There are trials in certain situations, although the rules are quite complicated. You can get a 7 day trial for residential proxies, for example, but only the rotating type (not static), and you sign up for a company, and you can verify company registration and ownership, and you’re spending less than $500 a month. Freelancers have to make do with a 3-day money-back guarantee.
These prices are above average and you can get lower starting prices with most providers. Smartproxy’s Micro plan lets you dive into residential proxy waters starting at just $75 per month, and its $15 per GB cost is only slightly higher than Bright Data’s. And you can bring that down to $8 per GB for a very reasonable price of $400 per month, while Bright Data is asking $2,700 per month to hit a similar price.
Bright Data is however to be commended for its pricing flexibility, and the Pay-As-You-Go option makes it easy to see if the proxies have the quality to justify their price.
Access to Bright Data begins with providing your details to create an account. Everything is set up in seconds and the website redirects you to Bright Data’s web dashboard.
This prompted us to choose the type of product we needed – data center proxies, mobile, residential, etc. – before displaying a basic cURL request to see how the service works.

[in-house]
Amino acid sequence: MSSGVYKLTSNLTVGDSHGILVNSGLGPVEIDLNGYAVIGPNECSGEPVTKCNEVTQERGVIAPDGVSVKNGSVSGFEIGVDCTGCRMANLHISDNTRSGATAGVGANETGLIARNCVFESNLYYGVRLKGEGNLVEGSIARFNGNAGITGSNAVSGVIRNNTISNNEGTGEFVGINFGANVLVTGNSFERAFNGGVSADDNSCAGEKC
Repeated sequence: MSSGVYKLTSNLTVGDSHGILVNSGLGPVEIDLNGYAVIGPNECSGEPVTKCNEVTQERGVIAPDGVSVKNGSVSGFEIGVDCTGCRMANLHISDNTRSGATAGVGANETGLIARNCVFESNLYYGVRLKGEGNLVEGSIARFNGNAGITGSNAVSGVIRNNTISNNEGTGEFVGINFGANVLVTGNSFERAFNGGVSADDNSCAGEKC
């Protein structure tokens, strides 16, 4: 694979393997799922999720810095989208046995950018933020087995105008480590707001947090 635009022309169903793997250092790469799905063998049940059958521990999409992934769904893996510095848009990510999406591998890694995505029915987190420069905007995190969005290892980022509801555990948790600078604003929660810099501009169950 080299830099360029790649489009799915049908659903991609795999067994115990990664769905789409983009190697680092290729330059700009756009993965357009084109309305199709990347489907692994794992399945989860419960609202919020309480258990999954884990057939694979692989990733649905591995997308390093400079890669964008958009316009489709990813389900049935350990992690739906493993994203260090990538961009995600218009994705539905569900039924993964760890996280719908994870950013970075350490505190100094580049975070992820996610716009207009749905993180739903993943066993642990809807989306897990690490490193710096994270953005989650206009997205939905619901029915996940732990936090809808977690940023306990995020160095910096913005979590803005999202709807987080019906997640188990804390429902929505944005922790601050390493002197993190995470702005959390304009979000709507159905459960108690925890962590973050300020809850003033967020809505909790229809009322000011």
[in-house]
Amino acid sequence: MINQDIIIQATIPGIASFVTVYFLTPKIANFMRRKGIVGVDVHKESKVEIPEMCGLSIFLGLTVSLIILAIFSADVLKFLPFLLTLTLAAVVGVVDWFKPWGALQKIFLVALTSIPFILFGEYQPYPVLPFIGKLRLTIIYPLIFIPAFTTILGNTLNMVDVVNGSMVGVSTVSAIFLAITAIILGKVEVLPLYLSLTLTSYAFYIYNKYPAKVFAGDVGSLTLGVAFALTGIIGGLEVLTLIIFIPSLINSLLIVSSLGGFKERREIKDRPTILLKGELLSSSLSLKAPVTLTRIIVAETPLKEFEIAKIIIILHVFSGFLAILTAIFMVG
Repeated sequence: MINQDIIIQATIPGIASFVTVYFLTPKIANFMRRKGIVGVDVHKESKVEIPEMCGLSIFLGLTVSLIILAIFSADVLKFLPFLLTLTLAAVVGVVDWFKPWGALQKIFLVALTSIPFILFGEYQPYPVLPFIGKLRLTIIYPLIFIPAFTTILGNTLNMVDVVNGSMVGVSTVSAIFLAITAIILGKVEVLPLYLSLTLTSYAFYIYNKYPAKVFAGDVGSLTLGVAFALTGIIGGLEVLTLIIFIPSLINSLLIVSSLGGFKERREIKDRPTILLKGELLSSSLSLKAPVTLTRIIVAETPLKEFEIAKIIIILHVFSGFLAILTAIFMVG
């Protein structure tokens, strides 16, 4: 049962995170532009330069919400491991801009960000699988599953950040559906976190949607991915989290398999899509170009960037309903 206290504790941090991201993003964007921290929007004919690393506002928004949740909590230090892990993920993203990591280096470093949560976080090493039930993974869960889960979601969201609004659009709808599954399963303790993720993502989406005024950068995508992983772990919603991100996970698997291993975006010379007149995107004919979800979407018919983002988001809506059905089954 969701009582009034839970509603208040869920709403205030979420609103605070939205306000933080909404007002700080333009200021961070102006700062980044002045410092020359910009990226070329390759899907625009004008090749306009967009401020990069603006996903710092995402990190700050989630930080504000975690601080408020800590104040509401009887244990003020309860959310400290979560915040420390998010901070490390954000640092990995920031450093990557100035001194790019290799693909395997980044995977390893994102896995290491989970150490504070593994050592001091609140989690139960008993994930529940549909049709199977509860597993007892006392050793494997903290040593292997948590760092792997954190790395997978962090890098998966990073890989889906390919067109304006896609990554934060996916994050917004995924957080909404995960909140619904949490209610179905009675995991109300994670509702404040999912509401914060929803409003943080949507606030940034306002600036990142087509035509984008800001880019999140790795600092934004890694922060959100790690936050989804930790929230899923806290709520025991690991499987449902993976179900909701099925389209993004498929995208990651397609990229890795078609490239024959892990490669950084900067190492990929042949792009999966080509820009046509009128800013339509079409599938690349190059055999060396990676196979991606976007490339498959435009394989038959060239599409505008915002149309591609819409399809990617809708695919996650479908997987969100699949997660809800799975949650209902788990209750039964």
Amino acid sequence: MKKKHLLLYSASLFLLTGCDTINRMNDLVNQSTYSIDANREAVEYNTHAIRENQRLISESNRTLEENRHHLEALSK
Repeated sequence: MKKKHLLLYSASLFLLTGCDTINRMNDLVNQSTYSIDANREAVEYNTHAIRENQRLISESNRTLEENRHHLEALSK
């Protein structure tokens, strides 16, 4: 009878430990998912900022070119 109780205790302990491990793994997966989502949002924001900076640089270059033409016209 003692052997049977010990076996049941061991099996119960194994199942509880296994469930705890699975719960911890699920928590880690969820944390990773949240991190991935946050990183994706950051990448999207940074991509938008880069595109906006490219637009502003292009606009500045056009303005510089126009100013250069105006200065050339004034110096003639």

The site then asked us to verify our identity. It’s a problem, but Bright Data has found a way to make it more palatable. Hand over your credit card, PayPal, Alipay or Payoneer details, the company charges you $1, but credits you $5. There’s no commitment and you’re not automatically charged again, but having a positive account balance means you can access Bright Data’s dashboard and run maybe 5-6 GB of proxy texts from data center.
If you’re new to the proxy world, or just used to much smaller providers, Bright Data’s Web Dashboard might come as an intimidating surprise. No simple text boxes with proxy lists here: instead there’s a bunch of summary information, graphs where you can monitor your proxy usage later, and a sidebar with icons for various domains Service: Zones, Chrome Extension, Proxy Manager, API Configuration, Reports, Account Settings, Billing and more – and many of these have their own complexities to explore.
Check out the guides in the “Get started using Bright Data” section of the support site, and you’ll start to see that it’s not as complicated as it looks.
The site first asks you to create a Zone, for example? A what? It turns out that it’s really just a group of parameters that define your project: the type of IP addresses you want to use (data center, residential, residential static, mobile), your type Preferred IP address (shared, exclusive), country, state, city, carrier IP address and more.
Once you’ve created a zone, you can customize it in a number of ways, such as limiting zones to particular domains or adding specific domains that you don’t want to target.
The value here is that you can create multiple zones, each with their own settings and permissions, and reuse them with particular project types. (Bright Data allows you up to 50 zones for free, and you can pay to add more if needed.)